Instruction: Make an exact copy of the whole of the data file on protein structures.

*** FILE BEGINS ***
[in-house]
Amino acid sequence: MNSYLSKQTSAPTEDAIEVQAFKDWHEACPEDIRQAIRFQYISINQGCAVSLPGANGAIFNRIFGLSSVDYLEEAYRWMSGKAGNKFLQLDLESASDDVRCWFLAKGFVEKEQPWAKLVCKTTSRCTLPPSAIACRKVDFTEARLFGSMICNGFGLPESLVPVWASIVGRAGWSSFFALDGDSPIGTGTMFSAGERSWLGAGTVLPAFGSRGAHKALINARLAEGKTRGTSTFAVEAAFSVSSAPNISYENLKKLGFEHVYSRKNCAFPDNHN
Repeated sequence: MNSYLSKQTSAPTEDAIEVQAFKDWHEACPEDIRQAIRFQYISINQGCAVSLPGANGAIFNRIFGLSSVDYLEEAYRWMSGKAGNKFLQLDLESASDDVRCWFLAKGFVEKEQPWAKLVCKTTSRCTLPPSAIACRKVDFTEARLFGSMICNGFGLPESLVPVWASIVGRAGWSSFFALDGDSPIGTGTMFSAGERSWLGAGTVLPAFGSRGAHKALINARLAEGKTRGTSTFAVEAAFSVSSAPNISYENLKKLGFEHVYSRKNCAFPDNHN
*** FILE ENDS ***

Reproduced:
[in-house]
Amino acid sequence: MNSYLSKQTSAPTEDAIEVQAFKDWHEACPEDIRQAIRFQYISINQGCAVSLPGANGAIFNRIFGLSSVDYLEEAYRWMSGKAGNKFLQLDLESASDDVRCWFLAKGFVEKEQPWAKLVCKTTSRCTLPPSAIACRKVDFTEARLFGSMICNGFGLPESLVPVWASIVGRAGWSSFFALDGDSPIGTGTMFSAGERSWLGAGTVLPAFGSRGAHKALINARLAEGKTRGTSTFAVEAAFSVSSAPNISYENLKKLGFEHVYSRKNCAFPDNHN
Repeated sequence: MNSYLSKQTSAPTEDAIEVQAFKDWHEACPEDIRQAIRFQYISINQGCAVSLPGANGAIFNRIFGLSSVDYLEEAYRWMSGKAGNKFLQLDLESASDDVRCWFLAKGFVEKEQPWAKLVCKTTSRCTLPPSAIACRKVDFTEARLFGSMICNGFGLPESLVPVWASIVGRAGWSSFFALDGDSPIGTGTMFSAGERSWLGAGTVLPAFGSRGAHKALINARLAEGKTRGTSTFAVEAAFSVSSAPNISYENLKKLGFEHVYSRKNCAFPDNHN